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The midata in energy project (midata) aims to enable consumers to quickly, securely and easily share their energy data with trusted third parties.
Currently, the process to enter data into a third party service relies upon a consumer having access to this information from a bill or online account, which presents a barrier for users and may cause them to end the journey prematurely. Consumers may also approximate or use inaccurate data. This leads to poor quality results of the end service and potential errors, as the service is unable to tailor to the needs of the consumer and provide them with the insights to their energy they need. Midata will enable a more accurate comparison based upon the customer’s actual details. This may be for a one off price comparison or, if a consumer chooses, they will be able to provide ongoing consent – to authorise the third party to regularly access their data and routinely provide insight into whether they are on the most suitable deal for them.
The midata service will also lead the way for innovative products and services that have not have been possible to date, which will expand and evolve with the market over time.
Activities to date
The project team completed a Target Operating Model (TOM) stage between May and August 2019. This included mapping the current data access landscape, user research with stakeholders to understand problems with the ‘as-is’ and requirements for the ‘to-be’, and identification and evaluation of options for the enduring operating model. The consumer user research conducted during this stage answered questions around what the current problem is with the as-is, the scale of the problem and who it’s a problem for – key ‘Discovery’ stage questions from an agile methodology perspective.
This user research identified two key barriers which stop consumers who start a price comparison following through to the results.
The project team’s research with third parties indicated that the current data access landscape is fragmented, difficult for third parties to navigate and gain access, and offers incomplete data (i.e. some critical data for tariff comparison is unavailable). Ofgem is now also working with Gemserv and Xoserve to try to improve the existing data access arrangements as a ‘quick win’ prior to the introduction of midata.
The next stage of work for the main midata project will be an ‘Alpha’ stage, which reflects the project team’s adoption of an agile delivery approach in line with GDS standards. The Alpha stage will have multiple work strands. The first is a Proof of Concept (PoC) that will use functional mockups to test the potential user experience barriers through the consumer journey on a PCW. Other work streams include developing the governance and regulatory framework, progressing the architectural options and assessing issues with data flows – this final work stream will be done in collaboration with Ofgem’s Switching Programme.
Through this work Ofgem expect to make a decision on the ongoing governance of the midata framework. There are multiple options for interim and ongoing governance of the midata framework, including the Retail Energy Code (REC). At this point the REC is considered the most likely code framework for midata, however this will be considered as part of the regulatory design of midata, taking into account relevant timeframes. It is also anticipated that this work will lead to the development of service requirements that will then be tested in an Alpha service – Ofgem expect this to be done through a delivery partner working with Ofgem.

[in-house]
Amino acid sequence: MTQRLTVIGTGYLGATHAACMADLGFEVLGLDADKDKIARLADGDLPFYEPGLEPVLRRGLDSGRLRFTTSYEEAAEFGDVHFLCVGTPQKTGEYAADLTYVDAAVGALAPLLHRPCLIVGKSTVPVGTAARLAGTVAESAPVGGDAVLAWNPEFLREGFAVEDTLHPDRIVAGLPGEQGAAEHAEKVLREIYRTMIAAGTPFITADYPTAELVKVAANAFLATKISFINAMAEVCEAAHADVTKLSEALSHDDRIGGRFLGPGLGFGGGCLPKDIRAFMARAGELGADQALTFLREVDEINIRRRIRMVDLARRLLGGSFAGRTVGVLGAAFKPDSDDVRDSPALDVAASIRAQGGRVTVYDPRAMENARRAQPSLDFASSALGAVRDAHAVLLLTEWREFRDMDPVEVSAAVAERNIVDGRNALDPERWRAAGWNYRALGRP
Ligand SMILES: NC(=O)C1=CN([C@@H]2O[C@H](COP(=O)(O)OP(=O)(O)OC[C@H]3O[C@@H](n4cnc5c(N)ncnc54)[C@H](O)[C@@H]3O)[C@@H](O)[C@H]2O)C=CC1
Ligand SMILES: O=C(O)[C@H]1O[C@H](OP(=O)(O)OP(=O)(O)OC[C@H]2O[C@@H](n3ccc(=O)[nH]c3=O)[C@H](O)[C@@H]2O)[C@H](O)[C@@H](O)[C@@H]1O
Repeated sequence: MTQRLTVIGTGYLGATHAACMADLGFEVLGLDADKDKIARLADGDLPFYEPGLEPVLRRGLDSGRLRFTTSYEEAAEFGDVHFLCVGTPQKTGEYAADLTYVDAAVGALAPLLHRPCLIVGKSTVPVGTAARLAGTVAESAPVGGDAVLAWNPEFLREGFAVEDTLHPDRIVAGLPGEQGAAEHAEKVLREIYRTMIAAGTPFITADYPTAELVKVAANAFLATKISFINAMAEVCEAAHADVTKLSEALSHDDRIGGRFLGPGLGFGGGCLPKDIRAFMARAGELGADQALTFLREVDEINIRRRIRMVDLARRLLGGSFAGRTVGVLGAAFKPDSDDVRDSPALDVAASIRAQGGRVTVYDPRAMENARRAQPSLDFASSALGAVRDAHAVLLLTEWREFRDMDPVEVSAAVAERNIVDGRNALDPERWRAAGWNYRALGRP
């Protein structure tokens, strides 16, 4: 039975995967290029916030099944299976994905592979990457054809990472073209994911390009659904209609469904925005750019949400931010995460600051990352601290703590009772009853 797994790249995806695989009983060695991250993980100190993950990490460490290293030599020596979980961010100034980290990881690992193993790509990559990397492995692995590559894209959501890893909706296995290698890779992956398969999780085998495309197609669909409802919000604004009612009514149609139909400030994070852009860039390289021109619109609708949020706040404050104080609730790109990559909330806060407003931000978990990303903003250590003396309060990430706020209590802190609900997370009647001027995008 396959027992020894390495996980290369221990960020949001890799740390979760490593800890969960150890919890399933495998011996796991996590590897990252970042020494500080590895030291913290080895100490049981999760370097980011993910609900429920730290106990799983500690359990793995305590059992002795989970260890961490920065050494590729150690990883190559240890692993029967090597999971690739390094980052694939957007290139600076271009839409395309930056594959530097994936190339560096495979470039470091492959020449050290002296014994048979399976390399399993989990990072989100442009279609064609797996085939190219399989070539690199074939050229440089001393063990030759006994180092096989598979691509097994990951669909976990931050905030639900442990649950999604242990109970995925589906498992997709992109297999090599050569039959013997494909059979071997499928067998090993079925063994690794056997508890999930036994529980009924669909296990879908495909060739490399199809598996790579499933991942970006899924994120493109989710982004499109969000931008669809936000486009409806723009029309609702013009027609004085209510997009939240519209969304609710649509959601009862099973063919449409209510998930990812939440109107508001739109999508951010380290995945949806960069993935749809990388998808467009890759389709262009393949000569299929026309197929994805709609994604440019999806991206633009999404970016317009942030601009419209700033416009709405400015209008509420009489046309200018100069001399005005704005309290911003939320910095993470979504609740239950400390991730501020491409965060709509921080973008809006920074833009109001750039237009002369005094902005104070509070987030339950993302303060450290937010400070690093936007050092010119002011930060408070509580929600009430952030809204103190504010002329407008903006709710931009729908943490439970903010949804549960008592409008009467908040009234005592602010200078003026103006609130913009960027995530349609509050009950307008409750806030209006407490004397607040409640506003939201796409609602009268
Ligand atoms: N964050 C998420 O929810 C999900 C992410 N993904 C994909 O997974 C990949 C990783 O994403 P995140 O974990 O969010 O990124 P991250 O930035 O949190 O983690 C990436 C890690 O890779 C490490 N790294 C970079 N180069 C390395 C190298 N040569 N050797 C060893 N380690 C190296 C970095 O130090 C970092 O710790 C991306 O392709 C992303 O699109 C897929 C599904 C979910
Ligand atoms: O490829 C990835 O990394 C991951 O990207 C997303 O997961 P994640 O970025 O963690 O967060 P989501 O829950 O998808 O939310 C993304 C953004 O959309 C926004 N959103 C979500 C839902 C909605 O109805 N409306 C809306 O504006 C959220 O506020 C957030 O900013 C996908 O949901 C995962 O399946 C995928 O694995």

The PoC is expected to run until the end of the current financial year (2019/20), and the other workstreams will continue through the following financial year.
Using an agile, iterative, approach means that Ofgem will not be asking the RECCo Board or industry to invest in or build a midata system until they have systematically worked through the largest and most significant risks and issues. This is intended to provide Ofgem, the RECCo Board and market participants with greater certainty of delivery success and value for money.
How does midata fit within the broader policy context?
The midata project is led by Ofgem in collaboration with the Department for Business, Energy and Industrial Strategy (BEIS). To design, develop and test the midata framework RECCo has allowed a provisional funding amount of £500,000 in its 2019/20 budget. The project has will not drawn down on the full amount; and the request for any allocation of funds for 2020/21 is being considered separately. The midata team has requested provisional funding of £250,000 in RECCo’s 2020/21 budget, which will be consulted on in early 2020.
To maximise the synergies and avoid unnecessary impact on industry, where possible, we will use existing data systems and frameworks and align with the work being done by Ofgem’s Switching Programme, and Ofgem’s mandatory Half-Hourly Settlement (HHS) programme.
What happened to the midata working groups?
Many industry stakeholders may have been involved in working groups for midata in late 2018 and early 2019. This previous approach to delivering midata relied heavily on stakeholder collaboration and input via working groups. Ofgem confirmed in March 2019 that the working groups would be suspended indefinitely, as this approach was unlikely to deliver an output that satisfied most parties while maximising consumer benefit.
When will industry be able to engage with the project team and provide input?
Ofgem will be engaging with industry on various aspects of the midata project in 2020.
For more information on the project please visit the Ofgem project page. Additionally, should you wish to receive updates directly from the project team, please email firstname.lastname@example.org